Stress is very important to me. With stress, I do the best possible job. The appropriate way to deal with stress is to make sure I have the correct balance between good stress and bad stress. I need good stress to stay motivated and productive. I react to situations, rather than to stress. That way, the situation is handled and doesn’t become stressful.

What personal characteristics should a staff nurse possess to be good at the job?

 It is important to be organized, and have a good memory; a nurse performs the duties quickly, on time, and efficiently. Nurses are sensitive, and pleasant with others. A nurse’s attitude must not be to simply administer technical treatment mechanically but to make patients feel as comfortable as possible.

How is patient progress monitored by a staff nurse?

Nurses monitor vital signs and look for symptoms of potential illness. we chart progress for use by other nurses, and physicians. Nurses report progress to physicians on duty.

How do you handle a situation where your replacement does not arrive on time?

I contact my replacement roughly an hour before my shift ends to ensure that they will arrive on time. If they communicate that there will be a delay or absence, I help them find a substitute to take their shift or inform the senior nurse or doctor when I cannot find a substitute. In either case, I make sure to not leave my post until my replacement arrives.

How would you handle a disagreement with a doctor?

Doctors may handle a lot more patients than nurses. Sometimes it becomes difficult for them to keep track of medical records and patient histories accurately. When there is a discrepancy between a doctor’s instructions and a patient’s medical records, I discuss the issue in detail with the doctor to get it resolved before we take any further action. When we cannot resolve it, we take a mutual decision to escalate it to a supervisor.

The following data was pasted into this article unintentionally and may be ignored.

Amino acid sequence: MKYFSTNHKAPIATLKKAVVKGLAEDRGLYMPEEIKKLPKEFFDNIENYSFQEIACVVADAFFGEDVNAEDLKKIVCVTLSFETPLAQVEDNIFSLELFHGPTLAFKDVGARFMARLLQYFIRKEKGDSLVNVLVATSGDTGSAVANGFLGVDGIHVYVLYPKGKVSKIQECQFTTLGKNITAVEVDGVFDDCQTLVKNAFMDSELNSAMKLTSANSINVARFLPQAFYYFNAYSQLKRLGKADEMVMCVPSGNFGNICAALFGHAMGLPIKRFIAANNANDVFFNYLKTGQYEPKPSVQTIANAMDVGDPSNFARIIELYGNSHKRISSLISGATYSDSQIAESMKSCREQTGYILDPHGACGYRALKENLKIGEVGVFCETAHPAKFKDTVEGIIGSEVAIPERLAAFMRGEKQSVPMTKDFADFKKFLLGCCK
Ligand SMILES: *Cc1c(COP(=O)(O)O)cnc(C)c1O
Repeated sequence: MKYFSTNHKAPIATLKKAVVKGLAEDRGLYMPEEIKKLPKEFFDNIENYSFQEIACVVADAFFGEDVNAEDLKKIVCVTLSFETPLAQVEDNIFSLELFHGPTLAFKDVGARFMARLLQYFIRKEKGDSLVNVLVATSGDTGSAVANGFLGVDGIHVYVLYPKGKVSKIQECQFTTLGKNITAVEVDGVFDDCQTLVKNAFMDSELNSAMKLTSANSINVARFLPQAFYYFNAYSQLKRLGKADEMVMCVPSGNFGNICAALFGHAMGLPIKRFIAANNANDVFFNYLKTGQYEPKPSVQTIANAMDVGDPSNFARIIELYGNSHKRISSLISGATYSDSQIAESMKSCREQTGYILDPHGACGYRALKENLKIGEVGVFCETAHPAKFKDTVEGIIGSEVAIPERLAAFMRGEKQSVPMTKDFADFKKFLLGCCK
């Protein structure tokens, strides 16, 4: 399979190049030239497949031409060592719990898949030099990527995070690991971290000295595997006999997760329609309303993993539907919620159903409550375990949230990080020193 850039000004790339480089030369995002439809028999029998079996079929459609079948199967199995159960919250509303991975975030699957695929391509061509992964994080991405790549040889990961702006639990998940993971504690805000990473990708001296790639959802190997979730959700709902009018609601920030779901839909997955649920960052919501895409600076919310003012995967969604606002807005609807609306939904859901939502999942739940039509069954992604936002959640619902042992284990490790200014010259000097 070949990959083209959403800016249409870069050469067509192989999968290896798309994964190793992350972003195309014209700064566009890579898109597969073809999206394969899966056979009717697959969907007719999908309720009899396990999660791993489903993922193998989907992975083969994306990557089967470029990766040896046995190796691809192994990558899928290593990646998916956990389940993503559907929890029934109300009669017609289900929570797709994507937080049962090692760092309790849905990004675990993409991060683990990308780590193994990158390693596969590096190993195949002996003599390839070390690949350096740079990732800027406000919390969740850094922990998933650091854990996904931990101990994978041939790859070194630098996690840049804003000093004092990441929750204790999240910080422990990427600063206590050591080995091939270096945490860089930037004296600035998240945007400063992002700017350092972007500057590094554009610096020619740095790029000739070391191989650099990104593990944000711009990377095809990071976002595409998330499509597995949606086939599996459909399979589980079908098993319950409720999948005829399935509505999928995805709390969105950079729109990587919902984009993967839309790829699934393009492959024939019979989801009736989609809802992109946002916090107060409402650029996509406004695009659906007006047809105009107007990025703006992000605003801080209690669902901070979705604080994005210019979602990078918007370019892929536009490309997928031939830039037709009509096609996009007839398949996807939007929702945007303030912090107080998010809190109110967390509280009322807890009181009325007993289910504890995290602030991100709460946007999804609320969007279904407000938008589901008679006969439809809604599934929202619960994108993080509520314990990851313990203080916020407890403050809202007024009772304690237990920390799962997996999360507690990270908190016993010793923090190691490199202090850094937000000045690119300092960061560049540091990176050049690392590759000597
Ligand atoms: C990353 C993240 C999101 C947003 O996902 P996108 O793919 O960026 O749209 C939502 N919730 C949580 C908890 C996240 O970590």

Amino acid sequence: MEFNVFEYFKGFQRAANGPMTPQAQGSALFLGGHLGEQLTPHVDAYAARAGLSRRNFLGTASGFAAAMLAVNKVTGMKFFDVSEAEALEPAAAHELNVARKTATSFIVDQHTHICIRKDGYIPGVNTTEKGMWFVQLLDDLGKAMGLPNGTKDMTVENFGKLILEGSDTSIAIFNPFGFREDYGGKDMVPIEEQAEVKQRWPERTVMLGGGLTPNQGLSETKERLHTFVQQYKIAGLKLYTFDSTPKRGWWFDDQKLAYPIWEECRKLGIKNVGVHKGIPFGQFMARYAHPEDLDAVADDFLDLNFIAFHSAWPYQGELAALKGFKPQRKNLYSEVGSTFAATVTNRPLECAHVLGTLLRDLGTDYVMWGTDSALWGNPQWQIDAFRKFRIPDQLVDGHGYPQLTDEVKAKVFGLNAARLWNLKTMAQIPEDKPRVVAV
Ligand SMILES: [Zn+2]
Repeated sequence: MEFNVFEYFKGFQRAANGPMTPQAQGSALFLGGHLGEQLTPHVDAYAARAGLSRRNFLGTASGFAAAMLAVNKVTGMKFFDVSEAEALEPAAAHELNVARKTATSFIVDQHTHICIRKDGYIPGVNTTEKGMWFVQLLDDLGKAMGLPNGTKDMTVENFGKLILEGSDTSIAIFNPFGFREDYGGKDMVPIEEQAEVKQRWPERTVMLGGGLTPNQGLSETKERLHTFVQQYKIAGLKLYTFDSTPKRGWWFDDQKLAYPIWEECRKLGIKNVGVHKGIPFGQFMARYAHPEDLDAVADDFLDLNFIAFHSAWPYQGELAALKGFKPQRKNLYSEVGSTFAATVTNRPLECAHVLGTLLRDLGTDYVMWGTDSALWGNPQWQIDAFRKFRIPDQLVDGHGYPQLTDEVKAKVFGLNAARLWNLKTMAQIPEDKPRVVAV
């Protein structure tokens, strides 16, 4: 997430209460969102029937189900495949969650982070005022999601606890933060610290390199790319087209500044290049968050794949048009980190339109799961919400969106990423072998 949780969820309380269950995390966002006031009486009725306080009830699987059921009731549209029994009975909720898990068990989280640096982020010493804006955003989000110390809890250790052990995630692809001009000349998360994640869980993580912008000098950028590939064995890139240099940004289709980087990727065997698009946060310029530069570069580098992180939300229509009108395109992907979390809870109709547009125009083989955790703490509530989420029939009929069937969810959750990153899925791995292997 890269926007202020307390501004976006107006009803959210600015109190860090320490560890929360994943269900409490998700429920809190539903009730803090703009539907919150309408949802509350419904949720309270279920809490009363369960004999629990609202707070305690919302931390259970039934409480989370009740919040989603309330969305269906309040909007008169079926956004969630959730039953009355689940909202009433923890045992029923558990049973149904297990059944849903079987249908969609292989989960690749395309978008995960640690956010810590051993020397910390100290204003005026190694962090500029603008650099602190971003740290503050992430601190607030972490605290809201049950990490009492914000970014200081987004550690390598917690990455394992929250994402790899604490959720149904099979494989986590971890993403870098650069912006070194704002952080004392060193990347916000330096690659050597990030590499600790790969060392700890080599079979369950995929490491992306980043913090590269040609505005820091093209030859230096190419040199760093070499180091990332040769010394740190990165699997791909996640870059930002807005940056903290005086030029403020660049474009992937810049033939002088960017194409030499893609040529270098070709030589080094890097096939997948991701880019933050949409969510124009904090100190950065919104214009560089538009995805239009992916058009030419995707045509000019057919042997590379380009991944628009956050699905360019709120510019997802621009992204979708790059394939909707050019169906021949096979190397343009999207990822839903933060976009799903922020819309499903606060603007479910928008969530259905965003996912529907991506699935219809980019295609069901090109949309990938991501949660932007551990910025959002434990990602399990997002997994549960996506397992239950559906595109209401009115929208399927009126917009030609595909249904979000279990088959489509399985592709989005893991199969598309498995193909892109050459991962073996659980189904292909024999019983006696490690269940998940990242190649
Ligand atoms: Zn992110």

Describe how you manage a busy workload.

Whenever there are too many tasks ahead of me in a shift, I sit with the other nurses to split all our tasks into smaller components and handle them one at a time. Usually, we devise a workflow where a single person handles similar tasks. This way, we increase speed and efficiency by working in groups and delegating tasks effectively.

How do you respond when people ask for your personal diagnosis outside a clinical setting?

I am often approached by friends and family about ailments and health issues that they may be experiencing. Although I may provide them with a speculative diagnosis, I always refer them to a doctor so that they can get it looked at professionally.

How well do you work with other nurses, doctors and staff?

During my clinical training in the emergency response room, I learned how important it is to communicate well with other nurses. For example, I make sure to consult with a senior nurse or doctor whenever I administer a new treatment or medicine to patients. Often, doctors know the medical history of their patients in detail, so I find it best to consult with them rather than go by the demands of the patient.